Student Research Publications
Reproductive isolation and morphological divergence between cryptic lineages of the copepod Acartia tonsa in Chesapeake Bay
Marine Ecology Progress Series 597: 99-113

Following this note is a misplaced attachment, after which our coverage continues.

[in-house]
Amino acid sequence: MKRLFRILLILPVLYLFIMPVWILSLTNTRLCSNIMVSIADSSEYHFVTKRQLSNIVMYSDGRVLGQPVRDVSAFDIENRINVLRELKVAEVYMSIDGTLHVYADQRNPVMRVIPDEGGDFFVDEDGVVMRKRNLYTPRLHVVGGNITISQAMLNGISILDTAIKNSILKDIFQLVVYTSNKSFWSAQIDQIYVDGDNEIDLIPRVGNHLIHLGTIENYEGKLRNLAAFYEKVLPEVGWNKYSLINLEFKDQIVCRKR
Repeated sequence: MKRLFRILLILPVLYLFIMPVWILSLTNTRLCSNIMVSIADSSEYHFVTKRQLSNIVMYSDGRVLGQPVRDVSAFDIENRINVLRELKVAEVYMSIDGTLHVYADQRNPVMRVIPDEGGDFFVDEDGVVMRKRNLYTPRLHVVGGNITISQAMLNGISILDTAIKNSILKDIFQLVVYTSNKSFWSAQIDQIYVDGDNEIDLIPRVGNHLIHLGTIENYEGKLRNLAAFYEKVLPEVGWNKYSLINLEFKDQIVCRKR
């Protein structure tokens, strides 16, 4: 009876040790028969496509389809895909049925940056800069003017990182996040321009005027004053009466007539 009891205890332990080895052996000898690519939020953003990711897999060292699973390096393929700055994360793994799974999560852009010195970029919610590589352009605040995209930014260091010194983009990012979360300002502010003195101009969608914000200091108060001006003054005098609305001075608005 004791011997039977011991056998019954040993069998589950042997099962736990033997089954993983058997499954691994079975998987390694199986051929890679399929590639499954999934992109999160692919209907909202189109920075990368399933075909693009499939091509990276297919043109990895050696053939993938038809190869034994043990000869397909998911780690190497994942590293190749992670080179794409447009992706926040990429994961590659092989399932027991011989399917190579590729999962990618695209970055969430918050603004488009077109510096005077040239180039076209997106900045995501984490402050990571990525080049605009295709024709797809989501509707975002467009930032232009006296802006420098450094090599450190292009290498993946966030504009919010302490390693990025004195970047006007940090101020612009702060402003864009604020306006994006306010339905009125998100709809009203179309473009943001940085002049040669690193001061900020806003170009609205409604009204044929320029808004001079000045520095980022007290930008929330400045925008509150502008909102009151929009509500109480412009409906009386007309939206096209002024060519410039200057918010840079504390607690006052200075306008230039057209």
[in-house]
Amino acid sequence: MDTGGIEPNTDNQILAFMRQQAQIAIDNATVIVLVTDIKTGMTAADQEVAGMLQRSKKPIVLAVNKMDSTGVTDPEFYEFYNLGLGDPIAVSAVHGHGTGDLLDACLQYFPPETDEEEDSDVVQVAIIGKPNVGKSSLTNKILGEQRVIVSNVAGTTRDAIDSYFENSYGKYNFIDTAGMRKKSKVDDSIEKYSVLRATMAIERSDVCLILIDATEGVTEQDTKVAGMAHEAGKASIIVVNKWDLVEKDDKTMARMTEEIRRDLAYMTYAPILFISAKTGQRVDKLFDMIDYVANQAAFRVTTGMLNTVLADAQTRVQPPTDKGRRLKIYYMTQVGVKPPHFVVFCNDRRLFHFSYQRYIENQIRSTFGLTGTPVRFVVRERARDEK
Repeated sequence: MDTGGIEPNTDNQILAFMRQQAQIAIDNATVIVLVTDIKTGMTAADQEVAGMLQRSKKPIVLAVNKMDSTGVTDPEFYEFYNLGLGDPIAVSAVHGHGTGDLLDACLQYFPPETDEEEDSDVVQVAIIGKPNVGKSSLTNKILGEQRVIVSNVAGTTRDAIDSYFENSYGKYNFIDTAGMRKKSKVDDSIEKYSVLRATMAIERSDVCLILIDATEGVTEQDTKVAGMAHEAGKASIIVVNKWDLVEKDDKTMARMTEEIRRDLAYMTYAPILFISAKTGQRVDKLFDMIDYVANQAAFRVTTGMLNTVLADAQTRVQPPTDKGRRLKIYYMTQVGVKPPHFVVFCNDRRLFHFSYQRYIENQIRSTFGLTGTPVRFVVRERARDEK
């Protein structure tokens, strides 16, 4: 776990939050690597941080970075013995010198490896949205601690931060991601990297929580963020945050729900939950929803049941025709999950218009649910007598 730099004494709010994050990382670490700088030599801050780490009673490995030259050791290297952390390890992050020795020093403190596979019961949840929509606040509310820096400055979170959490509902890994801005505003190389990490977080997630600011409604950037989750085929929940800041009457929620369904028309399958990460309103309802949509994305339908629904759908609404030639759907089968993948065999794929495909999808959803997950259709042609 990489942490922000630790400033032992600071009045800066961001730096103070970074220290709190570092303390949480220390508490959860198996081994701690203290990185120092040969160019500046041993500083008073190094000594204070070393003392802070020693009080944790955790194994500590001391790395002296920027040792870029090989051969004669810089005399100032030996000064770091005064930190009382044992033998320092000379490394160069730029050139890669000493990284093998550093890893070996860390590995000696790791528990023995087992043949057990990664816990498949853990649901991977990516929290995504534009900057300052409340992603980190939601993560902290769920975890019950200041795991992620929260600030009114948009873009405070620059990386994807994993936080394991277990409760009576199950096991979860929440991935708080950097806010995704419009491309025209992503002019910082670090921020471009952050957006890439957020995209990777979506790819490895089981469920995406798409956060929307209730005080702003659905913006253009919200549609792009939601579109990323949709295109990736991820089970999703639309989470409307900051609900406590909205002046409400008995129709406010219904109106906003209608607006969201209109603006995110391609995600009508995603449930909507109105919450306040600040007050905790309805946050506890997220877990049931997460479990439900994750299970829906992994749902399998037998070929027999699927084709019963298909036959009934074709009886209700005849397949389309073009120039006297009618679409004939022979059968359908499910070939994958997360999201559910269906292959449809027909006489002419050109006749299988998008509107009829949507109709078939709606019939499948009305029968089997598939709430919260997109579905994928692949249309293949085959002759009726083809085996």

Recent advances in molecular technologies have revealed cryptic species across many marine zooplankton taxa. However, the patterns and drivers of cryptic divergence are complex, and few studies have examined reproductive status among lineages through crosses. In this study, we performed pair crosses within and between 2 deeply divergent (cryptic) lineages (named ‘fresh’ [F] and ‘salt’ [S]) of the estuarine copepod Acartia tonsa from upper Chesapeake Bay, USA, to examine egg production and hatching rate. We also examined differences in morphology (prosome length) and chemical composition of the 2 lineages. Crossing experiments revealed that egg production did not differ among cross types but hatching rate was significantly lower for the between-lineage crosses (mean hatching rate of 0.02 for F×S vs. 0.46 and 0.52 for F×F and S×S, respectively). The nearly complete lack of nauplii production for between-lineage crosses suggests strong reproductive isolation, which supports previous molecular data. Significant differences between the lineages in size (F lineage is 13-14% shorter) and chemical composition (F lineages have 70% less carbon per copepod) may indicate pre-zygotic barriers to reproduction (e.g. morphological or gametic incompatibility). Overall, based on the crossing, morphological, and chemical data reported here, and synthesizing previous biological data on the F and S lineages, we suggest that these cryptic lineages are likely to be separate, reproductively isolated species. Further work examining how divergent lineages of A. tonsa respond to environmental change and how they differ in their quality as prey items will be important for understanding trophic dynamics in estuarine environments like Chesapeake Bay.